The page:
A portion of Friday’s article on the improved play of No. 10 Loyola’s defense centered on the progress that Jack Runkel has made. After recording a 8.57 goals-against average and a .504 save percentage in the team’s first seven games, the junior goalkeeper has posted a 5.00 goals-against average and a .625 save percentage in his last three starts.
Runkel said one factor in his recent performances has been a conscious effort to break a habit of standing too deep in the cage. The 6-foot-3, 250-pound Runkel takes up a lot of space, but he said that stepping out allows him to reduce the angle that opposing shooters have.
“I had my heels on the goal line for the good part of the season, and that was because whenever the goalie is not feeling as fast as he can possibly be, he takes a step back,” he said. “In the fall, I took a step back in the cage and never really broke that habit. I’m trying to do that now and cutting down more angle and taking up more of the net.”
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- Jack Runkel
- Charley Toomey
Runkel said he wasn’t conscious of what he was doing until he and coach Charley Toomey studied his stance on game film.
“It never really occurred to me that I was doing that,” he said. “It was just one of things I was mindlessly doing. It was what was comfortable. Coach Toomey and I watched film, and we kind of picked up on that and tried it out in practice for a couple times. I liked it a lot, and I think I’ve been playing better.”
Runkel said another adjustment he has made is expanding his coverage of the bottom half of the net. While his size is an asset, it can also be a hindrance when he has to lower his body to block low shots.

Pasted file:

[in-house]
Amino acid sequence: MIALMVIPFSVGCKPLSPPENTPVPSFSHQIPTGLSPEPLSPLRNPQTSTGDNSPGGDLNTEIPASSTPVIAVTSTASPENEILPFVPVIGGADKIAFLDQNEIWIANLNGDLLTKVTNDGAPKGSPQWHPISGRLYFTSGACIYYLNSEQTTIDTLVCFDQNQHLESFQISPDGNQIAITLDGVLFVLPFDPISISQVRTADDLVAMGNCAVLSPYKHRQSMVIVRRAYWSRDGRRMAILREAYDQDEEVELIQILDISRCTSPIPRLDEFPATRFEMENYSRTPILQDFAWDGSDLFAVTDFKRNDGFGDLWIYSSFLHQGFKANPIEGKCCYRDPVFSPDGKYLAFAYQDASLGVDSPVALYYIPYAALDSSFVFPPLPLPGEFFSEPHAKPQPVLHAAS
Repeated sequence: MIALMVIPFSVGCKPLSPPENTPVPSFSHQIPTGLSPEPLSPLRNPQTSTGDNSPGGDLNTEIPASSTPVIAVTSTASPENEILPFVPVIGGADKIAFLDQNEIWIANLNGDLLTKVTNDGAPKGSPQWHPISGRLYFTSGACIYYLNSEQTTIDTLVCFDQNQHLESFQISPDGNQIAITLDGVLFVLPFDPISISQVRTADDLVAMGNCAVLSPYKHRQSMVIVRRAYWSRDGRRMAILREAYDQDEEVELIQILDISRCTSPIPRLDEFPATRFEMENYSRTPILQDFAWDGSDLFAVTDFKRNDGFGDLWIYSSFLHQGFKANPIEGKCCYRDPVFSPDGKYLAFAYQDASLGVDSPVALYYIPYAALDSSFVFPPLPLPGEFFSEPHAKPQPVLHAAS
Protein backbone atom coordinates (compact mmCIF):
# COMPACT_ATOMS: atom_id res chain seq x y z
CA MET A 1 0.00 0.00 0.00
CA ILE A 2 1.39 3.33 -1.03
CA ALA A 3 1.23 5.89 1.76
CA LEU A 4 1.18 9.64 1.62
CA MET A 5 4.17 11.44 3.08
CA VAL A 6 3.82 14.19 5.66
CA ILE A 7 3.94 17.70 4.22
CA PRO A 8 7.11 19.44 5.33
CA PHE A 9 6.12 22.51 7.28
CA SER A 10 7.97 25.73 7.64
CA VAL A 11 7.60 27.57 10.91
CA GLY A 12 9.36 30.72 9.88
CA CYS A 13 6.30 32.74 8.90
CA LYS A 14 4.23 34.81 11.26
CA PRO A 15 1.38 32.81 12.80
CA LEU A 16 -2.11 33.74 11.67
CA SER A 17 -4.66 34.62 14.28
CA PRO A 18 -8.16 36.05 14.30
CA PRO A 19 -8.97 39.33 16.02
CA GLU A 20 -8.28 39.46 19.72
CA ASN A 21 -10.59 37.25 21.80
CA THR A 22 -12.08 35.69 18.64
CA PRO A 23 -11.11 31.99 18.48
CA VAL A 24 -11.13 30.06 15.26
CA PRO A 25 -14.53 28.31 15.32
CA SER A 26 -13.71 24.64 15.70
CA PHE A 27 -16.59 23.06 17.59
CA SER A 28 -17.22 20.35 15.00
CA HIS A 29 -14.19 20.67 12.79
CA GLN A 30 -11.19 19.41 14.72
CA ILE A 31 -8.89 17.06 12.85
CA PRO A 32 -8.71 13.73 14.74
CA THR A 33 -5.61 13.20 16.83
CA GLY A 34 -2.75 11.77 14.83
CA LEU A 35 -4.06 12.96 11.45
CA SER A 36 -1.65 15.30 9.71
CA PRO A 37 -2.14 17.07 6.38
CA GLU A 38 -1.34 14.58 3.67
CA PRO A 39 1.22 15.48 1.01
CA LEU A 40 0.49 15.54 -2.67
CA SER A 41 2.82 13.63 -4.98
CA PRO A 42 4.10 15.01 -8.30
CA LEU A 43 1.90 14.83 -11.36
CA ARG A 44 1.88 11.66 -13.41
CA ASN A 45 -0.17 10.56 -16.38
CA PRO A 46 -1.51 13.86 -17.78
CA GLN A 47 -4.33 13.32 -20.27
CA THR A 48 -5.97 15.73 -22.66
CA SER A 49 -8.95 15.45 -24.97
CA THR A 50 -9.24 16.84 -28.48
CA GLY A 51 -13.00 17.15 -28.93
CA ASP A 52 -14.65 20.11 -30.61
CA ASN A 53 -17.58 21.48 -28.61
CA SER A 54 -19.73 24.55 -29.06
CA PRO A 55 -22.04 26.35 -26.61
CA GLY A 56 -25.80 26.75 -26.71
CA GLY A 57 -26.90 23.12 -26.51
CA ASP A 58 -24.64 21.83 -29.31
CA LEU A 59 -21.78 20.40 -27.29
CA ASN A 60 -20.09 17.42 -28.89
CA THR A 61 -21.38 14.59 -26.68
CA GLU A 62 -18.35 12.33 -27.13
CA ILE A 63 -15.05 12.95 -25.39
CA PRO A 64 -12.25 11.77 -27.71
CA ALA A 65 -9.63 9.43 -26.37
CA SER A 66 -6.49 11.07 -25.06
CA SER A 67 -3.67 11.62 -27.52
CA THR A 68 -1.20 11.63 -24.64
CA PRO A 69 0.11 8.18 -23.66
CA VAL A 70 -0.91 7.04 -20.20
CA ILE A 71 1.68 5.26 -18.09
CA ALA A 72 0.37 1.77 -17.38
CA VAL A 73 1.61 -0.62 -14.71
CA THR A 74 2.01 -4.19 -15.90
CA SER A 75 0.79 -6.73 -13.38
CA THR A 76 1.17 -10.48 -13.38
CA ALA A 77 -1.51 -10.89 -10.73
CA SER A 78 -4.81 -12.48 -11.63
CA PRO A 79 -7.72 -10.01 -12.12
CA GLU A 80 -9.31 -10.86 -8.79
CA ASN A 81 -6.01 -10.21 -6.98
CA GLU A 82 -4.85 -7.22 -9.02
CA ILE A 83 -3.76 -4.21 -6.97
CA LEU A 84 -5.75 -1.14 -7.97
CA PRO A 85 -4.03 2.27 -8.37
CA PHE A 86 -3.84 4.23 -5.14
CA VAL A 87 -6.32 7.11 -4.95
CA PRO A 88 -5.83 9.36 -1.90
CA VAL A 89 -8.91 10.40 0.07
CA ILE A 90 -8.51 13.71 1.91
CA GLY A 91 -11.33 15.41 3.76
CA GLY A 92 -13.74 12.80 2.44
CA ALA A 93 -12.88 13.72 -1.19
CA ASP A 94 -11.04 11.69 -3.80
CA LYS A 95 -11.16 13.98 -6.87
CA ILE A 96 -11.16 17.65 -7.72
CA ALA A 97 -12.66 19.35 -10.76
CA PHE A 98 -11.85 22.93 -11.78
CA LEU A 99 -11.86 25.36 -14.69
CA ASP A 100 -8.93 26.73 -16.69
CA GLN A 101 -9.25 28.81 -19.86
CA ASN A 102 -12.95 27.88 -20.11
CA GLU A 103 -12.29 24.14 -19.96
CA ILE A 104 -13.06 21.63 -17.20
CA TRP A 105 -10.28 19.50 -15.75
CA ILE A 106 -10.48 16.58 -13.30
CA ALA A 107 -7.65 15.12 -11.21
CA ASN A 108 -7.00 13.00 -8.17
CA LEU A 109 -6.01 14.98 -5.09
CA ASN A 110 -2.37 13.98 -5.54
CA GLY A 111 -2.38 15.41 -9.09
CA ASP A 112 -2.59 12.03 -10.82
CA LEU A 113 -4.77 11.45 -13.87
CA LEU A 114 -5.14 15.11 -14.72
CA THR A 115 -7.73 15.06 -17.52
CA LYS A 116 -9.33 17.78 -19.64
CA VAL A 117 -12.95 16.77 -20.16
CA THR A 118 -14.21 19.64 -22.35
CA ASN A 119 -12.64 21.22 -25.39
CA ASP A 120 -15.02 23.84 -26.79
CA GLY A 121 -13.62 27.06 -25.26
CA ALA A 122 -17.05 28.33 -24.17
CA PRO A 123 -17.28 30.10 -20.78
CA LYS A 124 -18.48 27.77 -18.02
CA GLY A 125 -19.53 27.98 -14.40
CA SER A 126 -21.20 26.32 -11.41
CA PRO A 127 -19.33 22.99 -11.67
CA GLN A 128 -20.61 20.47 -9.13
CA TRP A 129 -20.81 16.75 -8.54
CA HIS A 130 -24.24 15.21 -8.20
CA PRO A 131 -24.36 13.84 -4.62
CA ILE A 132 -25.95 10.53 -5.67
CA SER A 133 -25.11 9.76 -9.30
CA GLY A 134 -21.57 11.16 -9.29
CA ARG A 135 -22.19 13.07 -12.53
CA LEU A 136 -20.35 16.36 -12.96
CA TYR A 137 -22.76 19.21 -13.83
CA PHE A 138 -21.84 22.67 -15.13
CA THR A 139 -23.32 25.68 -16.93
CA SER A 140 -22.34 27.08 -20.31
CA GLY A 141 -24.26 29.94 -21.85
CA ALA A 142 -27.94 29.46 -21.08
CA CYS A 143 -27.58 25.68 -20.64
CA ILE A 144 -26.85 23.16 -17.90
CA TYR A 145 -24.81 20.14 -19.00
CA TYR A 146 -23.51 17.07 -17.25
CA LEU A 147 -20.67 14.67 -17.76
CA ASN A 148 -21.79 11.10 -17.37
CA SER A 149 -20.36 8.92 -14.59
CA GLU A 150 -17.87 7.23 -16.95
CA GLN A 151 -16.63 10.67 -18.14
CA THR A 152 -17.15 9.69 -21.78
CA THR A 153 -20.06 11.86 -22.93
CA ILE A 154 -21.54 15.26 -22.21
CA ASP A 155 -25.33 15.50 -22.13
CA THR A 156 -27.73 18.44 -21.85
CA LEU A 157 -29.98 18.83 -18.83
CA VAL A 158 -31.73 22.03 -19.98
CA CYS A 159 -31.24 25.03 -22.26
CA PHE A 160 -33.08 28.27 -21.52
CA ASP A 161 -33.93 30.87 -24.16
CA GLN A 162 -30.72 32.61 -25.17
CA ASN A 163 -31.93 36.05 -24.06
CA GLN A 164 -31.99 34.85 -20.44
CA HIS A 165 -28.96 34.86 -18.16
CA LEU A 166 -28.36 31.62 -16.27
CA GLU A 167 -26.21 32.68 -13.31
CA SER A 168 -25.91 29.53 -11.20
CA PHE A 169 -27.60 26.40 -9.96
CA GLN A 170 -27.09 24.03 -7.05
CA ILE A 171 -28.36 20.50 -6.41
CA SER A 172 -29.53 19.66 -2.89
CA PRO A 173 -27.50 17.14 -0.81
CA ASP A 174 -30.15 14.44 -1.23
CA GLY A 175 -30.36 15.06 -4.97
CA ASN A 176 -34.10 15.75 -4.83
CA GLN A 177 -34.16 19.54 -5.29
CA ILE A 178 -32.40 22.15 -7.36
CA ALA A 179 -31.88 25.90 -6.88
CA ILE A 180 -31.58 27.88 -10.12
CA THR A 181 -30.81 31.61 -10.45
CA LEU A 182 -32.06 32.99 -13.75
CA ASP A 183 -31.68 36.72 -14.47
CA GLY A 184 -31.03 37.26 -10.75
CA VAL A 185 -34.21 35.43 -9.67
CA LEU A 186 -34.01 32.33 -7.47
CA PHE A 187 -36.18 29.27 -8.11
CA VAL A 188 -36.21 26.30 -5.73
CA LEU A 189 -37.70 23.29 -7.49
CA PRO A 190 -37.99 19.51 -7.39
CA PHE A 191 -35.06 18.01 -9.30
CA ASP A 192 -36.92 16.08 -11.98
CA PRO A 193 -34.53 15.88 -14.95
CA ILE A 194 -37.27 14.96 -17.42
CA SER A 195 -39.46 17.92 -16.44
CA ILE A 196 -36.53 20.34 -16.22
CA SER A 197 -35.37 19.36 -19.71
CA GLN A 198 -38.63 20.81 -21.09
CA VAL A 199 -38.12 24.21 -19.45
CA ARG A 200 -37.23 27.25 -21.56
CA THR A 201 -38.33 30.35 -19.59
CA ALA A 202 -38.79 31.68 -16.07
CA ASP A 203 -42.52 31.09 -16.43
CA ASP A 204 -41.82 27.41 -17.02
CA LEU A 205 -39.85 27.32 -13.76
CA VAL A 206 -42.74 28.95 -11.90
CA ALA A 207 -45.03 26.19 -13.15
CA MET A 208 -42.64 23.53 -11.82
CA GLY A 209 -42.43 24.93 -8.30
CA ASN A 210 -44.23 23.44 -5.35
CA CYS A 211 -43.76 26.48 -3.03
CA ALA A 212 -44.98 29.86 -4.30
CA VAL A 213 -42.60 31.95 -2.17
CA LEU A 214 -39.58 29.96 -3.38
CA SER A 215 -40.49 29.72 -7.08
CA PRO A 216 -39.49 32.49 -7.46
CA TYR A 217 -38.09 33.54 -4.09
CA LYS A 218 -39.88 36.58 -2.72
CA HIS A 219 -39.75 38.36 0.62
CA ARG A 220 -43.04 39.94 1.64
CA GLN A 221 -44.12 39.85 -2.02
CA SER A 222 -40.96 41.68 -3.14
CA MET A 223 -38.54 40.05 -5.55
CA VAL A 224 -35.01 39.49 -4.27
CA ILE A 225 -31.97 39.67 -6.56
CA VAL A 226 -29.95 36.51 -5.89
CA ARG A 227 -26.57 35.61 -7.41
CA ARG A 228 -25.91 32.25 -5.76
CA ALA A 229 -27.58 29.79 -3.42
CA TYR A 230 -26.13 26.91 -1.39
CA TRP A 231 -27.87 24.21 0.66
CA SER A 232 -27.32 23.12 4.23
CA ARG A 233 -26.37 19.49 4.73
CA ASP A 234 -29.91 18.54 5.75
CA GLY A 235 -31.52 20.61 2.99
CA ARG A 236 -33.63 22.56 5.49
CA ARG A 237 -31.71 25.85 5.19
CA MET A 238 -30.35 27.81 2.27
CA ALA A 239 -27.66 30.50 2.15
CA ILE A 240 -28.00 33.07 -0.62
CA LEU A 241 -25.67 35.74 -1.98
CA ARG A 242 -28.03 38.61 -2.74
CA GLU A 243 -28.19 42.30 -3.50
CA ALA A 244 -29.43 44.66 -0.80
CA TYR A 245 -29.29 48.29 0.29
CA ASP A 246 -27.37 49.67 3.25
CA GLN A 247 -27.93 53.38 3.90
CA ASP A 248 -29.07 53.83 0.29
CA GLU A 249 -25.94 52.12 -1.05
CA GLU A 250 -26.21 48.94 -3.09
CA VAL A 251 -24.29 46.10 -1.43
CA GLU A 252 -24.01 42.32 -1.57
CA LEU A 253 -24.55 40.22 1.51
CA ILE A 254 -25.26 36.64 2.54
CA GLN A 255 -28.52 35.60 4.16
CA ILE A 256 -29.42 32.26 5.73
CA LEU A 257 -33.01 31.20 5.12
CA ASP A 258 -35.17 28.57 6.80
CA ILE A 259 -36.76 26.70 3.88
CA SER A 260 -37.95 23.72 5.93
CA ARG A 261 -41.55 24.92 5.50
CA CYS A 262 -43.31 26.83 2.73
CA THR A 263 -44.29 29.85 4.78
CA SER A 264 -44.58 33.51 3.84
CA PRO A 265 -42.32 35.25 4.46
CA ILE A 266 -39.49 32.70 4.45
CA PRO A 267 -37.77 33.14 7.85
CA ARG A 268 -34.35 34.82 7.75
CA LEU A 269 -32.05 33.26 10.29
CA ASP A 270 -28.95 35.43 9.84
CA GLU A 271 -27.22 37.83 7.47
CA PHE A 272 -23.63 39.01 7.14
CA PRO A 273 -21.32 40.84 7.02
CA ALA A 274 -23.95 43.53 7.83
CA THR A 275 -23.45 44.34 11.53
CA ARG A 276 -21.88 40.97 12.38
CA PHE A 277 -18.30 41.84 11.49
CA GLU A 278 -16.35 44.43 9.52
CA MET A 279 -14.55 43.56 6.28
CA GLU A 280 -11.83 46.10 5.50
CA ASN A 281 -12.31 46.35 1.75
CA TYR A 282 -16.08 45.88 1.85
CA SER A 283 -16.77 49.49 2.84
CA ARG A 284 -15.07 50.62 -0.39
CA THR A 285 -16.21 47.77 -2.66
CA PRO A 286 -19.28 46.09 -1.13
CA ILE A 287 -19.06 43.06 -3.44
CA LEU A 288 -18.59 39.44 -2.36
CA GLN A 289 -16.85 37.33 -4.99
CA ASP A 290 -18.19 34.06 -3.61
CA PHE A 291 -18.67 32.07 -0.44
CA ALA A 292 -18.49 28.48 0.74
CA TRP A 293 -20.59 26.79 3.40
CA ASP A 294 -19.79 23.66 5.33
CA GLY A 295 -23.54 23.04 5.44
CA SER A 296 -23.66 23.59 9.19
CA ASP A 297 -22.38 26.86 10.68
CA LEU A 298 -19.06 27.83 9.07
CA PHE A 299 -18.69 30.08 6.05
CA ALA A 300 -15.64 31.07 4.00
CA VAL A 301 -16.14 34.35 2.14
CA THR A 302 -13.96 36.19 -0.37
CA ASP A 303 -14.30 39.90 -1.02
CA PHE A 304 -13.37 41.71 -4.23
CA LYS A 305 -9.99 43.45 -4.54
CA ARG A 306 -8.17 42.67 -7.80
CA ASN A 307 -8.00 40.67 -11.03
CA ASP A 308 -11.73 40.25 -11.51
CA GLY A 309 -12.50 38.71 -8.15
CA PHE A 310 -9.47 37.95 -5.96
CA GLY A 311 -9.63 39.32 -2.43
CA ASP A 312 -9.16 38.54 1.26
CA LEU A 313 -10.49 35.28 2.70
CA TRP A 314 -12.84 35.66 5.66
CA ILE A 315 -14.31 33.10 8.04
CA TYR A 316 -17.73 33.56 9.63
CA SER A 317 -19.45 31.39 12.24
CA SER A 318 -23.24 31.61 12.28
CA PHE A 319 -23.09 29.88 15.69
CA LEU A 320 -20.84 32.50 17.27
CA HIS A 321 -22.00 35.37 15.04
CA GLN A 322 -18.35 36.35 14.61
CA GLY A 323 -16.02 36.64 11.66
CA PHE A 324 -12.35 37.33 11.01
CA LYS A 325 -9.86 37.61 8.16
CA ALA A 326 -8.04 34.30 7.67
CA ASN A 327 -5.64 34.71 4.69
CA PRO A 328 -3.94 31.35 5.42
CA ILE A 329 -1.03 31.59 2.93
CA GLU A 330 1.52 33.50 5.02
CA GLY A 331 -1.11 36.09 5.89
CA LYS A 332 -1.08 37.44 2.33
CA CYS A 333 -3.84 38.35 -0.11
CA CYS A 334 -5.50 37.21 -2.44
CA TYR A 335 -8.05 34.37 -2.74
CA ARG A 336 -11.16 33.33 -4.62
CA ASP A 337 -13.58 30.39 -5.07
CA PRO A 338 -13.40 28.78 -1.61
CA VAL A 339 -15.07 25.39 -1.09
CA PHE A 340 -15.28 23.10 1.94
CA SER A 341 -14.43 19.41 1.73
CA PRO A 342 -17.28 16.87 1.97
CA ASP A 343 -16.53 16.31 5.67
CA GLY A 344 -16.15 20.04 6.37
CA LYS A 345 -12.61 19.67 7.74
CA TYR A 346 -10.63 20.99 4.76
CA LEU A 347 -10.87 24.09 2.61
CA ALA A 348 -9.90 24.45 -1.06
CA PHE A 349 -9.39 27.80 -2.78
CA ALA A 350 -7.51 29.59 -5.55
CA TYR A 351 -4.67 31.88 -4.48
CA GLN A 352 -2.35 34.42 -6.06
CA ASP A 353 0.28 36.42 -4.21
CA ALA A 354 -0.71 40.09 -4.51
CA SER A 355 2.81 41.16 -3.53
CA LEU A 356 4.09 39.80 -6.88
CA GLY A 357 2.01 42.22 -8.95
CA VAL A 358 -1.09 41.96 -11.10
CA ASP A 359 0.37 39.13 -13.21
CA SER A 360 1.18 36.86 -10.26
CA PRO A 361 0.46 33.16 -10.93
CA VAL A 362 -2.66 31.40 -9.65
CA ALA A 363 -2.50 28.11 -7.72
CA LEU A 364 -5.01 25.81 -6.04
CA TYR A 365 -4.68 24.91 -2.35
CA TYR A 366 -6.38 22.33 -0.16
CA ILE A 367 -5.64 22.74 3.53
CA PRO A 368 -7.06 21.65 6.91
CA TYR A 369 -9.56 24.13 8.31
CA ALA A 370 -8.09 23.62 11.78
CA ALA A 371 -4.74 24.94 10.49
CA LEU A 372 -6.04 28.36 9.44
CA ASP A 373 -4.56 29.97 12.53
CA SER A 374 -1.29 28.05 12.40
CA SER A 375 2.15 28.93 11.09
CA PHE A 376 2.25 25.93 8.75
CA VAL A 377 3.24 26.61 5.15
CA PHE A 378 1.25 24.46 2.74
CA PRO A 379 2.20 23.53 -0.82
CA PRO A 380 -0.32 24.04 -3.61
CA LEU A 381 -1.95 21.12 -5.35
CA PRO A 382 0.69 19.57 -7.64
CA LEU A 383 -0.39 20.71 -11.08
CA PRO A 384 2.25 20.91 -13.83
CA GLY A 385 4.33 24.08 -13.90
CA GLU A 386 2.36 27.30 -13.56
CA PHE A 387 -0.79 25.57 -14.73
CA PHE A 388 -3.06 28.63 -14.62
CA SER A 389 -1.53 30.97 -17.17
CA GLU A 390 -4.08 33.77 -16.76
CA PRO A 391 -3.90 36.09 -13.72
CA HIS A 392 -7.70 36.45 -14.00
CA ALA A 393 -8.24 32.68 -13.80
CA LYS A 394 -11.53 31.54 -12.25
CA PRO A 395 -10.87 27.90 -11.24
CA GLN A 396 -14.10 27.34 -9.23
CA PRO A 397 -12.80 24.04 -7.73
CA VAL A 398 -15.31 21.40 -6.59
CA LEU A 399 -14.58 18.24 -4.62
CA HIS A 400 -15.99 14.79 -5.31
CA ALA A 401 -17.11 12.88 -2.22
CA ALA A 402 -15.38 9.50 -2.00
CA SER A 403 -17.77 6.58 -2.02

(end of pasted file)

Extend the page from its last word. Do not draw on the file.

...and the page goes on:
“The scouting report on me was to shoot low a lot because they don’t think I can get down to the ball,” he said. “They liked bounce shots and low shots a lot. So Coach Toomey and I have been working a lot in practice at getting my body behind the ball and getting my body down to the ball, which I think has been paying off.”
Runkel may not have joined the top echelon of goalies like Maryland redshirt junior Niko Amato and Penn State junior Austin Kaut, but his value has never been underappreciated by his teammates.
“If we’re playing solid defense and Jack is able to get those saves, the team is better,” senior short-stick defensive midfielder Josh Hawkins said. “If he’s able to make those saves when we have those small breakdowns, that just makes us more successful.”
Toomey concurred, saying, “Runkel is the backbone. When Runkel is playing well, there’s a lot of energy on the defensive end. Right now, he seems to be seeing the ball pretty well, and he’s very confident in the way he talks to the guys.”